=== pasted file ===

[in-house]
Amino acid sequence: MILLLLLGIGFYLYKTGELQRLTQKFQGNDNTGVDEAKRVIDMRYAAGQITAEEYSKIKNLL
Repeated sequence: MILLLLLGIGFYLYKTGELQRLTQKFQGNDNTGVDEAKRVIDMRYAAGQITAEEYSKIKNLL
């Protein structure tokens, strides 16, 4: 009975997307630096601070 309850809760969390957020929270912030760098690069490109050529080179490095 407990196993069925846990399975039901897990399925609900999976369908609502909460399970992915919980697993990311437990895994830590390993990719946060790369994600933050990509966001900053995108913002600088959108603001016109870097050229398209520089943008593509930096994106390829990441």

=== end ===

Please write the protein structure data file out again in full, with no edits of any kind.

[in-house]
Amino acid sequence: MILLLLLGIGFYLYKTGELQRLTQKFQGNDNTGVDEAKRVIDMRYAAGQITAEEYSKIKNLL
Repeated sequence: MILLLLLGIGFYLYKTGELQRLTQKFQGNDNTGVDEAKRVIDMRYAAGQITAEEYSKIKNLL
């Protein structure tokens, strides 16, 4: 009975997307630096601070 309850809760969390957020929270912030760098690069490109050529080179490095 407990196993069925846990399975039901897990399925609900999976369908609502909460399970992915919980697993990311437990895994830590390993990719946060790369994600933050990509966001900053995108913002600088959108603001016109870097050229398209520089943008593509930096994106390829990441």